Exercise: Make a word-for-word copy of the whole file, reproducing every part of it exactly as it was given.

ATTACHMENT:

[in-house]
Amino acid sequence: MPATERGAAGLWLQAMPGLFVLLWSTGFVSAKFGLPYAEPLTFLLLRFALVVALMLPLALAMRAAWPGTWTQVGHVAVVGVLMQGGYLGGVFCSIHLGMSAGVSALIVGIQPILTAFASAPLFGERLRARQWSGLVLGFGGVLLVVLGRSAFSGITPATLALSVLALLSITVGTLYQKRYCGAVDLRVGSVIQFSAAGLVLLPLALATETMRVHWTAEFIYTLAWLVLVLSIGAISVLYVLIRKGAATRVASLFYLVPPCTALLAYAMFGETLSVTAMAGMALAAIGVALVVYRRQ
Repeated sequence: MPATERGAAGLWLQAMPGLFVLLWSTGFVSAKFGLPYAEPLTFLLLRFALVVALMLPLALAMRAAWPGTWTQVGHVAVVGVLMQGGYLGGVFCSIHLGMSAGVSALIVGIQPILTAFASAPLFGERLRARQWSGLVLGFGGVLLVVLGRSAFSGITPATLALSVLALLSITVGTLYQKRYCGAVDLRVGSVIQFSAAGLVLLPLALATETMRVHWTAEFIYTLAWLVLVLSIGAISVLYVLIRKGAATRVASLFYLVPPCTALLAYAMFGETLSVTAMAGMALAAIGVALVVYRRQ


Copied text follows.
[in-house]
Amino acid sequence: MPATERGAAGLWLQAMPGLFVLLWSTGFVSAKFGLPYAEPLTFLLLRFALVVALMLPLALAMRAAWPGTWTQVGHVAVVGVLMQGGYLGGVFCSIHLGMSAGVSALIVGIQPILTAFASAPLFGERLRARQWSGLVLGFGGVLLVVLGRSAFSGITPATLALSVLALLSITVGTLYQKRYCGAVDLRVGSVIQFSAAGLVLLPLALATETMRVHWTAEFIYTLAWLVLVLSIGAISVLYVLIRKGAATRVASLFYLVPPCTALLAYAMFGETLSVTAMAGMALAAIGVALVVYRRQ
Repeated sequence: MPATERGAAGLWLQAMPGLFVLLWSTGFVSAKFGLPYAEPLTFLLLRFALVVALMLPLALAMRAAWPGTWTQVGHVAVVGVLMQGGYLGGVFCSIHLGMSAGVSALIVGIQPILTAFASAPLFGERLRARQWSGLVLGFGGVLLVVLGRSAFSGITPATLALSVLALLSITVGTLYQKRYCGAVDLRVGSVIQFSAAGLVLLPLALATETMRVHWTAEFIYTLAWLVLVLSIGAISVLYVLIRKGAATRVASLFYLVPPCTALLAYAMFGETLSVTAMAGMALAAIGVALVVYRRQ